x=12Section 2  0.88851  0.94891  0.94142  0.93407  0.94676  0.94238  0.95501 

The rate limiting step curves of first hydrogenation of x=16 handled in air is shown in Fig. 7. Same thing, each curve is made of two parts. The period of Section 1 is between around 190s and 480s and the period of Section 2 is from around 480s to 1350s. Linear fit for each rate limiting step curve in first and second sections is shown in Fig. 8 (Sections 1 and 2). The adjusted R2 value for each model of Sections 1 and 2 in Fig. 8 is shown in Table 4. For Section 1, it is clear that CV3D model shows the best fit. For Section 2, CV3D switches to GB3D model. This means that x=16 has similar first hydrogenation mechanism with x=12.

Fig. 7.

The rate limiting step curves of first hydrogenation of x=16 handled in air.

(0.22MB).
Fig. 8.

The rate limiting step curves of first hydrogenation of x=16 handled in air in two different sections (Sections 1 and 2).

(0.18MB).
Table 4.

Adjusted R2 values for all model equations of Sections 1 and 2 in Fig. 8.

Adjusted R2  Chemisorption  JMA2D  JMA3D  CV2D  CV3D  GB2D  GB3D 
x=12 Section 1  0.96714  0.97366  0.95919  0.98432  0.98825  0.98556  0.98355 
x=12Section 2  0.89891  0.94951  0.94387  0.93574  0.94628  0.9396  0.95066 
3.2First hydrogenation properties of HC-35

In this experiment, the as-crushed sample was kept in a vial without a lid for 35h in air. The first hydrogenation kinetics of TiFe+x wt.% Zr (x=8, 12 and 16) alloys exposed in air for 35h under an initial hydrogen pressure of 2MPa at room temperature is shown in Fig. 9. As can be seen from this figure, all samples can absorb the hydrogen after the period of incubation time, but x=8 needs a long incubation time (around 3000s). In addition, the hydrogen capacity and reaction rate still increase with x like the samples handled in air, but the reaction rate is slower.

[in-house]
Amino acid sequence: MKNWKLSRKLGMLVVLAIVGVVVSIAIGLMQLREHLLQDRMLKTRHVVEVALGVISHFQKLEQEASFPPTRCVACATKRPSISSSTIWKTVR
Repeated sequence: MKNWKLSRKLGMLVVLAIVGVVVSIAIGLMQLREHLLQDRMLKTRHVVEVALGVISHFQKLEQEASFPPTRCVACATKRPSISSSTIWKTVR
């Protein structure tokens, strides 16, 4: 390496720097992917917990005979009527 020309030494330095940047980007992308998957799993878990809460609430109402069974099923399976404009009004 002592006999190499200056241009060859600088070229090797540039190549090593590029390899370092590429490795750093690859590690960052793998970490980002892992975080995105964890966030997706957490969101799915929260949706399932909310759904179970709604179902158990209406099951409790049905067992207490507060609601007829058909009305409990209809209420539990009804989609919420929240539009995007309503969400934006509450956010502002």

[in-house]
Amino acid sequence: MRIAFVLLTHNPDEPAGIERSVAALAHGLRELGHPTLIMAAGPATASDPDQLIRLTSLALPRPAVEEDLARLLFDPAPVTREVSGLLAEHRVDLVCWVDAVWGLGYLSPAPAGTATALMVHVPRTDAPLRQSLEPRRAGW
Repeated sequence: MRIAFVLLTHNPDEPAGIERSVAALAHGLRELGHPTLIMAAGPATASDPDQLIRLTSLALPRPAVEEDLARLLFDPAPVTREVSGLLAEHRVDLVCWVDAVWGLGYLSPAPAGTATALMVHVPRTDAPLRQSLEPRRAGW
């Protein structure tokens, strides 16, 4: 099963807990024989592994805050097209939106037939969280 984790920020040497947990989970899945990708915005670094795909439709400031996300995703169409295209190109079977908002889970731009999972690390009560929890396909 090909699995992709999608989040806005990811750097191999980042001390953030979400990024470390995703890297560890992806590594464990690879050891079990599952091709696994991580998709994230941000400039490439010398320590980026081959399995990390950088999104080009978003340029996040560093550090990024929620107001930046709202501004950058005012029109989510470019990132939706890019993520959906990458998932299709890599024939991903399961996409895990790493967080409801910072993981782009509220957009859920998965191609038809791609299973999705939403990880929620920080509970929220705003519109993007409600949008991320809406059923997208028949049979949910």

Fig. 9.

The first hydrogenation kinetics of TiFe+x wt.% Zr (x=8, 12 and 16) alloys exposed in air for 35h at room temperature under 2MPa hydrogen pressure.

(0.18MB).

In order to compare the difference of first hydrogenation properties, the hydrogen capacity (wt.%) and incubation time (s) of different samples in different states (HC-Ar, HC-air and HC-35) are shown in Table 5. From this table, we can clearly see that the prolonged air exposure time results in the reduction of hydrogen capacity and increase of incubation time for all samples. In addition, the short air exposure (HC-air) barely has effect on the incubation time but the long air exposure time (HC-35) can drastically promote the incubation time. We take the attitude that the longer incubation time and lower hydrogen capacity may be due to denser oxide layer (TiO2/ Fe2O3) formed by air exposure which makes the hydrogen diffusion hard [12⿿14]. During different air exposure time, x=16 still shows the highest hydrogen capacity and shortest incubation time. This proves that adding high zirconium can resist the effect of air exposure on TiFe alloy effectively. In previous researches, Jain et al. [15]. studied TiFe +4wt.% Zr alloy handled in air and found that the incubation time of this alloy needed around 1500s and maximum hydrogen capacity only reached 1.3wt.% of hydrogen. Aoyagi et al. [52]. also reported that ball-milled TiFe alloy can⿿t absorb any hydrogen after only 0.2 Ks air exposure. Compared with these reports, the present result shows the significant improvement of the anti-poisoning ability of TiFe alloy by adding high zirconium content. The significant improvement leads us to study investigate the crystal structure and morphology of the samples after air exposure for 35h.

Table 5.

Hydrogen capacity (wt.%) and incubation time (s) of different samples in different states.

SampleHC-Ar [37]HC-airHC-35
Capacity (wt.%)  Incubation time (s)  Capacity (wt.%)  Incubation time (s)  Capacity (wt.%)  Incubation time (s) 
1.70  1.61  <20  1.30  3000 
12  1.85  1.65  <20  1.40  600 
16  1.90  11  1.79  <20  1.78  200 
3.3Crystal structure of HC-35